South Sudan facing food crisis

Beneficiaries waiting in line In the capital of Juba. Photo: Concern Worldwide.
Beneficiaries waiting in line In the capital of Juba. Photo: Concern Worldwide.

The world’s youngest nation is on the brink of a full-scale food crisis.

More food, better shelter, nutrition, healthcare, and water and sanitation services must all be provided. There needs to be more funding and above all an immediate end to the conflict.  If the fighting continues, there is every chance we will not be able to prevent a famine in some areas.

Ongoing conflict and instability

Conflict has been raging in South Sudan since December 2013. Despite a peace deal being signed in August, violence, looting and insecurity continues. Currently around 1.65 million people are displaced within the country and another 632,000 are seeking refuge in neighbouring countries.

Concern is working hard to ensure the people worst affected by the conflict get the support they need. This isn’t easy when you are working in a conflict zone.  Despite this, our teams have been in Bentiu since January 2014, just weeks after the civil war first erupted. We are providing clean water and latrines, new shelters and are treating moderately and severely malnourished children.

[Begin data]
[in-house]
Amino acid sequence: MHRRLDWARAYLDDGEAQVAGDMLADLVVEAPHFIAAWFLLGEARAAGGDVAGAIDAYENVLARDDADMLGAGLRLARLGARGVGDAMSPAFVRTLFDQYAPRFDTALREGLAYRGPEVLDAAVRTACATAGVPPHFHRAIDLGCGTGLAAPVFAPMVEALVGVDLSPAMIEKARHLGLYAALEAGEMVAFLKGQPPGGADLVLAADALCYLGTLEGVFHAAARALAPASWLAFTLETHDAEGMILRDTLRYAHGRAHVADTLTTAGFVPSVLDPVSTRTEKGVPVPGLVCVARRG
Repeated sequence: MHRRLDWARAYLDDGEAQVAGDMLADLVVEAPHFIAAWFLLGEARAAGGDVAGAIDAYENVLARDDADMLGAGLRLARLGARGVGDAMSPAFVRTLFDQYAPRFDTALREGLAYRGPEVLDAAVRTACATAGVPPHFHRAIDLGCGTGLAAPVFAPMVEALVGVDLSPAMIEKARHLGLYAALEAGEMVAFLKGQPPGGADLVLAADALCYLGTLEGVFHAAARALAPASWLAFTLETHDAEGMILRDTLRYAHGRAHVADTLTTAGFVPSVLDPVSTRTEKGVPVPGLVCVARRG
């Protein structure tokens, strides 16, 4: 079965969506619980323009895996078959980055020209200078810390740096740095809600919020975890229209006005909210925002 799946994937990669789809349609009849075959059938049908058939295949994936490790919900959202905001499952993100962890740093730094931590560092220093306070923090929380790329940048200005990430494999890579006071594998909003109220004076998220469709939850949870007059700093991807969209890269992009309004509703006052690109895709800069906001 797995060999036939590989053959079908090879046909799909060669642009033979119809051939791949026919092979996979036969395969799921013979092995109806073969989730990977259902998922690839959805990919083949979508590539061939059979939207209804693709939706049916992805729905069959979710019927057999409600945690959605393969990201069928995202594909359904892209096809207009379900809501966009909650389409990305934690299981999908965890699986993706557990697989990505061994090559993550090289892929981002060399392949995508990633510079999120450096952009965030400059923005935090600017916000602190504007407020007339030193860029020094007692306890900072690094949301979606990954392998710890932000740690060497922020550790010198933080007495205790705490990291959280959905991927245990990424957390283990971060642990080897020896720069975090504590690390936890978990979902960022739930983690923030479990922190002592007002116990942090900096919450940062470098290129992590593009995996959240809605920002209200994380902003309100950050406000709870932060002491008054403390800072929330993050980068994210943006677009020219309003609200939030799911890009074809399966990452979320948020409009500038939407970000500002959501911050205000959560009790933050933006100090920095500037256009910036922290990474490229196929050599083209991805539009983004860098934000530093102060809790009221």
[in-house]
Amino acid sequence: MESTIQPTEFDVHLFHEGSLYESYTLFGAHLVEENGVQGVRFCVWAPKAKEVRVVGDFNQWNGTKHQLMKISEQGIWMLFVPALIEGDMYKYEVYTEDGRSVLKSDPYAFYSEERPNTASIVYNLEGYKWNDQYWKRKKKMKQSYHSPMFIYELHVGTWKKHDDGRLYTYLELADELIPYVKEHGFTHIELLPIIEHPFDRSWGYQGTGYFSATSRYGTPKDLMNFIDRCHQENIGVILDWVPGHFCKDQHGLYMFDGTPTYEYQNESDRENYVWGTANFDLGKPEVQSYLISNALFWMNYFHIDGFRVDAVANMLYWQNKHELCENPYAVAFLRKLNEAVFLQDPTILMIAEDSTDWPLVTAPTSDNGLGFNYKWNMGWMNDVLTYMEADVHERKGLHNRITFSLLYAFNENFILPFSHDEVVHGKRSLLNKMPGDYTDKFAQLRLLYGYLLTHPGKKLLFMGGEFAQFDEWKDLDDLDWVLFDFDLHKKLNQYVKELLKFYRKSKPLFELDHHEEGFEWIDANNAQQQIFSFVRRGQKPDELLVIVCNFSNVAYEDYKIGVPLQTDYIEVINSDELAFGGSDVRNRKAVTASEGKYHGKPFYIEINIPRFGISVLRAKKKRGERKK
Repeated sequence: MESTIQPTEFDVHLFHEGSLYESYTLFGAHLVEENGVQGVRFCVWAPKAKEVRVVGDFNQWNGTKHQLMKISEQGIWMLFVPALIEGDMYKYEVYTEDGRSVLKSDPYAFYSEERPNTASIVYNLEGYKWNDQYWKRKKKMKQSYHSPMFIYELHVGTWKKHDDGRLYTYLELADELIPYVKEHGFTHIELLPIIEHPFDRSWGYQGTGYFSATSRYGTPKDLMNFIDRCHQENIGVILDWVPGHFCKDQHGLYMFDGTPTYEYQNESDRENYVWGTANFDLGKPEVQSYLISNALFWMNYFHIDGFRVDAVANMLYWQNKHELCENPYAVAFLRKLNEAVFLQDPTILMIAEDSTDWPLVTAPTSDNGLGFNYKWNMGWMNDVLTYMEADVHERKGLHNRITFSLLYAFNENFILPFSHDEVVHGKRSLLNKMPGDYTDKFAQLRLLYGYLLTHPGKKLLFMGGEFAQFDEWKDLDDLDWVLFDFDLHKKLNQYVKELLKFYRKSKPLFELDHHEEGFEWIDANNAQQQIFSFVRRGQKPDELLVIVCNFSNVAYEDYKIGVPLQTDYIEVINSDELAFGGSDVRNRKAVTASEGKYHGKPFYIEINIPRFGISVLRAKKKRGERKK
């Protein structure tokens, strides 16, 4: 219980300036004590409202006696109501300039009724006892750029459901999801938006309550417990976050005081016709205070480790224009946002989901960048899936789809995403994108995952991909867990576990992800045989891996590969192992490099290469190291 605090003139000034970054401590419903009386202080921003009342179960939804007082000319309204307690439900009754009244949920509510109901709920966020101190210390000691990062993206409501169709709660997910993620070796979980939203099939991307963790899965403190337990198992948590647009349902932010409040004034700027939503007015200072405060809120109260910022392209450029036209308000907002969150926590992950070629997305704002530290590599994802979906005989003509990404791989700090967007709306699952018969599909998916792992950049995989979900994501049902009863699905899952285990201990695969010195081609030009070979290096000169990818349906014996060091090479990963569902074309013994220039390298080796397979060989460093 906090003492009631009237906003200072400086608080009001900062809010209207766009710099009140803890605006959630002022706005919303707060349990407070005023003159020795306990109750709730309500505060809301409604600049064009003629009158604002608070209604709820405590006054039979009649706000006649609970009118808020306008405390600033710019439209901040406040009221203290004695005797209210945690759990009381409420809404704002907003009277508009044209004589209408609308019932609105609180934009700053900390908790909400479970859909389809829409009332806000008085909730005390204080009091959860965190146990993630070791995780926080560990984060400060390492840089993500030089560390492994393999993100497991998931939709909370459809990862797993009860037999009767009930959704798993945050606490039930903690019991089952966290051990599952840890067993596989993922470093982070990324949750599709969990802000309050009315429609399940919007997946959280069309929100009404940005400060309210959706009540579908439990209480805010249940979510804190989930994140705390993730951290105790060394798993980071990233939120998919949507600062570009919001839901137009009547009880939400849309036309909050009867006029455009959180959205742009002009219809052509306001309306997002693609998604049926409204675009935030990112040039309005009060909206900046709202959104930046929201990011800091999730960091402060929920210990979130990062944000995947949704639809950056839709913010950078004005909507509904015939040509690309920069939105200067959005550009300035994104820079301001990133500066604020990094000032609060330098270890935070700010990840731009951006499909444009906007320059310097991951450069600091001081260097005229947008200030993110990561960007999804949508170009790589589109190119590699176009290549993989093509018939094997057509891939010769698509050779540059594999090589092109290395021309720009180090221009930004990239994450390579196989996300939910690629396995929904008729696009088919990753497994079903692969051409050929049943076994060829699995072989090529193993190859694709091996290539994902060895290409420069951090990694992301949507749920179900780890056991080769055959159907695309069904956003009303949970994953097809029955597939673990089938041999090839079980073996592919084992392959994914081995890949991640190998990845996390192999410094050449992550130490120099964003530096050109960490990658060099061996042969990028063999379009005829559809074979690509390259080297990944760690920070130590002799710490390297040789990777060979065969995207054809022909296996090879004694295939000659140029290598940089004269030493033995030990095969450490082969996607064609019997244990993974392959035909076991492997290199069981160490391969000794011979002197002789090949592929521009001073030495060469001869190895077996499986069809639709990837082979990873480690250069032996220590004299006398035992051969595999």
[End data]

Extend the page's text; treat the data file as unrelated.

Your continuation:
In the capital of Juba we are distributing food and vouchers to displaced families and treating malnourished children in the camps and in three health care units.

Hunger and conflict

A serious food crisis is escalating due to a potent combination of late rains and the consequences of conflict including: spiralling inflation, interrupted trade and a lack of cultivation due to displacement by war (as detailed in this year’s Global Hunger Index case study).

These factors could see upwards of 4.6 million people facing extreme hunger. 

Conflict has prevented people from planting, spurred on an increase in the numbers of livestock being looted and created record food prices (up to 150% compared to the average).

But there is a small glimmer of hope; harvest season is soon approaching.

People that were able to plant should have access to the food they have grown. This food can be used to sustain them, with any excess being sold to generate an income. However, if security conditions deteriorate further this won’t happen.

Lifesaving work at risk

It is only because of humanitarian assistance that the situation isn’t worse. However, the South Sudan Humanitarian Response Plan is just 51% funded meaning lifesaving work is at risk and the hunger crisis that is already unfolding could get worse.

Food security is not only an essential component of human well-being but also a foundation for political stability.

Alex de Waal

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